Traveling Classroom Foundation
Thursday June 8th 2023

Bull Leaping

Minoan lifestyle was the envy of the ancient world. Their merchant marine fleet traded throughout the Mediterranean, from the ports of Anatolia (modern Turkey) to the shores of Africa. Even the great Egyptian empire relied heavily on regular shipments of goods brought across the sea by Minoan ships.

All of this commercial activity produced great wealth for Crete, which went into massive building projects, art, and technological development. It also seems to have given rise to the first “leisure” society in existence, in which a large part of human activity focused on leisure activities, such as sports.

The Minoans were a sport-centered society. While sports often derive from religious rituals, by the time the Cretans were enjoying their palace civilization, sport may have become a recreational activity. This is a new phenomenon in the ancient world: sport for sport’s sake, and it parallels a number of other aspects of Minoan culture.

We know a lot about Cretan sports because they are a common subject of wall paintings and vase sculptures. In fact, the Minoans seem to have been as sports addicted as modern Americans. A slender, athletic physique was the cultural ideal (as it is in advertising images today), and sports champions were the heroes of every Minoan city.

However, the Minoan sports were not “civilized” games like tennis or baseball. The most popular sports in Crete were extremely violent and dangerous, and participants could be badly injured or worse.

Boxing was very popular, and children (both boys and girls) learned the sport from an early age. The fresco below shows two boys boxing. It also reveals a remarkable detail about boxing equipment: gloves. Cretans may have invented the use of boxing gloves. However, this piece of safety gear – which can prevent serious injury – vanished with the fall of the Minoans and did not come back again until modern times.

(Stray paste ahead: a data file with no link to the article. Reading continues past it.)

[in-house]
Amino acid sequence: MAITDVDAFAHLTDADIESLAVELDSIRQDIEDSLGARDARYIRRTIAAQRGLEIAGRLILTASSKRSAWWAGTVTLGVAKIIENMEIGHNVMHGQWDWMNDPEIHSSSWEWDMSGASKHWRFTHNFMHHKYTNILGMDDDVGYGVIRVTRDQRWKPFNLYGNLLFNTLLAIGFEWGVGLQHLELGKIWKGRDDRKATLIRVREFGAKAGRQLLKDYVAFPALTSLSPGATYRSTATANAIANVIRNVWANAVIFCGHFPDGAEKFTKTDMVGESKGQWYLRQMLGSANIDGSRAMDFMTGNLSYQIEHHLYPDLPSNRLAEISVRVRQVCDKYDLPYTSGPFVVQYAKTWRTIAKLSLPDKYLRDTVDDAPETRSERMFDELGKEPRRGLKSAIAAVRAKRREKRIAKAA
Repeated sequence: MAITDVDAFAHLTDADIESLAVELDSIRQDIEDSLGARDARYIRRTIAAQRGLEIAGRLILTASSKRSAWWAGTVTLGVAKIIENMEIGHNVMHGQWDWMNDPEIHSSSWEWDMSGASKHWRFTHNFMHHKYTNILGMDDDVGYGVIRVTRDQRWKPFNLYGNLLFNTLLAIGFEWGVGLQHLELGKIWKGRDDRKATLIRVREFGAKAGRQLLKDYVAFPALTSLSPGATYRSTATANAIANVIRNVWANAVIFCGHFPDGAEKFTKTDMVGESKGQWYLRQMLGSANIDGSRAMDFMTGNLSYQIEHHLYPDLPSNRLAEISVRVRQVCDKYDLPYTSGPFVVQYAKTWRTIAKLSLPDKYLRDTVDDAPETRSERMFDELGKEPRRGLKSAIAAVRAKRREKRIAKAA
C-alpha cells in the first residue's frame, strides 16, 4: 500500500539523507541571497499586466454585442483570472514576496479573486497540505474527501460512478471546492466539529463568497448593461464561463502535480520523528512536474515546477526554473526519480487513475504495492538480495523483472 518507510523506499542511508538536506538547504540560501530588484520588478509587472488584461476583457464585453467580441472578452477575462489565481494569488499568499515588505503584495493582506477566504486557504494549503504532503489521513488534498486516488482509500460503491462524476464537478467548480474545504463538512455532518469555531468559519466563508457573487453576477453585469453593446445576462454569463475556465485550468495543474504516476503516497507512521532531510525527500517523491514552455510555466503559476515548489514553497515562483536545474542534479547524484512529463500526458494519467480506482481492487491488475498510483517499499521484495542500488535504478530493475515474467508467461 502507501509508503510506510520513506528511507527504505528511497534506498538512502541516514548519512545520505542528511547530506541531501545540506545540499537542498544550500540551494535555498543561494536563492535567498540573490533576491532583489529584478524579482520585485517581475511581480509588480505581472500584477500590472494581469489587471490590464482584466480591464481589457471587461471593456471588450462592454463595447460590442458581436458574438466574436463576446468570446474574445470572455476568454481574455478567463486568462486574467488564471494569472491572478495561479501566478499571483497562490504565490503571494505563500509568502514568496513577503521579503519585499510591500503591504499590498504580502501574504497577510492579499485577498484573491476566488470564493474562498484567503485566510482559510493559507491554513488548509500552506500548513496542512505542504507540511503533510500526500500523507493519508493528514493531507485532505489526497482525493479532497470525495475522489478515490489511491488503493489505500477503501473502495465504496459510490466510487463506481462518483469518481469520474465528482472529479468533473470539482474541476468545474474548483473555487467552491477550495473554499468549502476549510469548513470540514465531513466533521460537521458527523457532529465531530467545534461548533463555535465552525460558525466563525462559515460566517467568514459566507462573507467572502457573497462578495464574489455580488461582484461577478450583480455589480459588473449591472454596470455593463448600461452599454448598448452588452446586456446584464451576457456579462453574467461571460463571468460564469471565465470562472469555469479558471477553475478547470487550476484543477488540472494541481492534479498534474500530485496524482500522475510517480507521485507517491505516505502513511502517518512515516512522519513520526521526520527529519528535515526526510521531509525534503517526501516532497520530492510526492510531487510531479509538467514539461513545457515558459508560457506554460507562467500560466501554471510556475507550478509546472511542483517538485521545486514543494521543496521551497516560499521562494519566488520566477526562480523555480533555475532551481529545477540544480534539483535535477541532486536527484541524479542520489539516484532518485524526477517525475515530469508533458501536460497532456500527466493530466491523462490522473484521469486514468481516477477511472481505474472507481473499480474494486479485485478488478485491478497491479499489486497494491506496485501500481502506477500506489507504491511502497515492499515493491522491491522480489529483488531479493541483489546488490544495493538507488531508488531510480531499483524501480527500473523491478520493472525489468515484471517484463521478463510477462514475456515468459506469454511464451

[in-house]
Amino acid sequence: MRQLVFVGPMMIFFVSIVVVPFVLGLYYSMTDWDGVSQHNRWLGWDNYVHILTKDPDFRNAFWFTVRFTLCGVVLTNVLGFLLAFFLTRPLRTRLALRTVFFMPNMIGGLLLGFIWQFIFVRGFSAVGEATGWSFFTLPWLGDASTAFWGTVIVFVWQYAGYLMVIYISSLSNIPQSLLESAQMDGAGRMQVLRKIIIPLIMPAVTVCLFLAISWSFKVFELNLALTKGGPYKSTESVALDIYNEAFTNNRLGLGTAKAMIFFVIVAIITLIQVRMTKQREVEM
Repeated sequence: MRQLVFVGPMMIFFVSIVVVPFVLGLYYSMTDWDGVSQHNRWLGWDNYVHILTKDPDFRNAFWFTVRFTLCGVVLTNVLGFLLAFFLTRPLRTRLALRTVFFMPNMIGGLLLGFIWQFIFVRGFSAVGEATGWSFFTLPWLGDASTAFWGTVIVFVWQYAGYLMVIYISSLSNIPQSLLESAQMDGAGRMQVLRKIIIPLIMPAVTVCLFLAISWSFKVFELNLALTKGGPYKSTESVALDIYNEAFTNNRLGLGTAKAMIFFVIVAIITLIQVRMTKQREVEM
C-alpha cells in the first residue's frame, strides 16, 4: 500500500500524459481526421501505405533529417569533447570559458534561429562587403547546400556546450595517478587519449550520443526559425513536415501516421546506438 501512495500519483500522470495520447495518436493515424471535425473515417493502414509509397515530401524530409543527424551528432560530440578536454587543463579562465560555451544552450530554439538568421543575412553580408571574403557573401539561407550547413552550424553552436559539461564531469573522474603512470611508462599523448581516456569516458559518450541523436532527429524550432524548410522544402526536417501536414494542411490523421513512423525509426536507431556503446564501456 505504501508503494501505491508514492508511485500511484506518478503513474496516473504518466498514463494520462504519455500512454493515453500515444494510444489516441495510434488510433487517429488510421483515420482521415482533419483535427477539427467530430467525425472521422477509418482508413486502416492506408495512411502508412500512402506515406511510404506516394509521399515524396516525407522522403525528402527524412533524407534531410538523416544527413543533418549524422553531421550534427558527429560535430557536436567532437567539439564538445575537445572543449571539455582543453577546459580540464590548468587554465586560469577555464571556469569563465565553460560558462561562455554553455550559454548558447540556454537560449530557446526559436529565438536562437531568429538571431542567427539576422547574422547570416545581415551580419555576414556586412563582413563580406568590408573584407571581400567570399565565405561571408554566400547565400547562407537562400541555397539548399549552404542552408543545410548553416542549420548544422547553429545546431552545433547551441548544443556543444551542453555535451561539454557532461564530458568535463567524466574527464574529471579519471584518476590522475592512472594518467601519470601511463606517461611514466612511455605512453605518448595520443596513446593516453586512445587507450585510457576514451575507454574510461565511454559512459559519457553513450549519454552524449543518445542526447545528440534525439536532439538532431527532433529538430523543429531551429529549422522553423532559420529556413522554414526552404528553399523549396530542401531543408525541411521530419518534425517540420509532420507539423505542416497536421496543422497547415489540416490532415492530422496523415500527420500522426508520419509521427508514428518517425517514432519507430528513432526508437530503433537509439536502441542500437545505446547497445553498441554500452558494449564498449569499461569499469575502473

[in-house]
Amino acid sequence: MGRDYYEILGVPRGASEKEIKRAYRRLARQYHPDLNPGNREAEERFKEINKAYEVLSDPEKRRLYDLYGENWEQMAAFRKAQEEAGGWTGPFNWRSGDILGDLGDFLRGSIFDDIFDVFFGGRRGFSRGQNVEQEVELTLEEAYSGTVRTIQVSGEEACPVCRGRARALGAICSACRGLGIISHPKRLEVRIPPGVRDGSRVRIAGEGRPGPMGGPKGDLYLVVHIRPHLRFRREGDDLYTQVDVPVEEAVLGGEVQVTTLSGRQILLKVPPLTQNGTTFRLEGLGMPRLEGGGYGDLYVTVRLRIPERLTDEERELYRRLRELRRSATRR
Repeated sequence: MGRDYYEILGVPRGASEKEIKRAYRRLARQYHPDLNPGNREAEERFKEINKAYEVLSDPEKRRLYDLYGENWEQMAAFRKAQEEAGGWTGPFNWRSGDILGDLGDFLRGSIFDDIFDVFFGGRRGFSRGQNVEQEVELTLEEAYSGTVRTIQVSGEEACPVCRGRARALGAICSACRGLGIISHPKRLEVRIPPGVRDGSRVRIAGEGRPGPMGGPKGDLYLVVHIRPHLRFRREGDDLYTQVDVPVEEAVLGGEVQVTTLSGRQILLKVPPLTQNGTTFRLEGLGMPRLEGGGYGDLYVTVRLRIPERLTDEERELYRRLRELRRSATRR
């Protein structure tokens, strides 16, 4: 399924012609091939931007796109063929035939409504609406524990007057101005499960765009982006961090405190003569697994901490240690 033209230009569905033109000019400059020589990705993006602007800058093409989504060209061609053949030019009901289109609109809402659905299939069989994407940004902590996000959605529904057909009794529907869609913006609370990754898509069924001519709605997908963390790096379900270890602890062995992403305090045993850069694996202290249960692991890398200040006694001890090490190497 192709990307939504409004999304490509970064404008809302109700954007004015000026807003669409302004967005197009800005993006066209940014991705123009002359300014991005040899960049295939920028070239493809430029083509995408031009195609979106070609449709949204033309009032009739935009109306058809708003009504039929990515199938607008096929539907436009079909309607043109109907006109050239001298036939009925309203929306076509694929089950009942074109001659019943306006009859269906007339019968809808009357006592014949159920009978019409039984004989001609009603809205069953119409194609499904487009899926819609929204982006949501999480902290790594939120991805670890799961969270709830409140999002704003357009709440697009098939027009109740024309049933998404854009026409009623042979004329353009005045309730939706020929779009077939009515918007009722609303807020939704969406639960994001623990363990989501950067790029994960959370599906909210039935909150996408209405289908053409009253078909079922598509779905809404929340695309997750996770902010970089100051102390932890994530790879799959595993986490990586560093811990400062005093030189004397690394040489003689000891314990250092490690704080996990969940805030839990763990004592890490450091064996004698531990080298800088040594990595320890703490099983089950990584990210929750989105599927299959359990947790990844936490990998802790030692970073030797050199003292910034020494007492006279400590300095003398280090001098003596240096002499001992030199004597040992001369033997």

Boxing fresco from Akrotiri

Another fashionable sport was gymnastics, which was may have been a performance activity – something like modern gymnastics. However, gymnastics also had a more dangerous aspect when employed in the most popular sport of all: bull-jumping.

Bull-jumping did not involve killing the bull, rather it was a test of both courage and agility. A bull would run at a jumper or line of jumpers; when it was close enough, the jumper would grab the bull’s horns and either vault onto the bull’s back or vault over the bull in a somersault and land on his or her feet on the other side of the bull – as shown in the diagram below.

Diagram of bull leaping acrobatics

The difficulty of this vaulting is eloquently demonstrated in a Minoan vase: when you grab hold of a charging bull’s horns, it jerks its head up violently – that’s how it attacks with its horns. So the vaulter must get his or her momentum from this incredibly violent head jerk and use it to gracefully vault over the bull. Looking at some of the pictures, there may have been a “spotter” behind the bull to catch the jumper.

Ancient gold ring depicting bull leaper

The Minoan depictions of this event show a remarkably graceful and gymnastic sport that seems less about bravery and strength and more about grace and fluidity. Since the bull provides most of the momentum in the vault, it seems likely that the sport is more like gymnastics than bull-fighting. In keeping with the unique gender equality of Minoan culture, both young men and young women participated in the sport, although the women dressed in male clothes.

Restored “Bull Leaping” fresco   Courtesy: W. Sheppard Baird

This was not a sport for the squeamish, because the bull probably hurt or even killed some jumpers. Nevertheless, it was just as popular as professional sports in our time. Because their civilization was perhaps one the first to create time for sporting events, Minoans may have been the first sports fans in history.

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2 Comments for “Bull Leaping”

  • Neveah says:

    As a 9th grade teacher, I sometimes look for alternate ways to reach my students with information that is both engaging and easily understood. Thank you for this website. It is a great teaching and learning tool.

  • Josh says:

    This article was very good because it takes about the sports that they play and what their culture was based about

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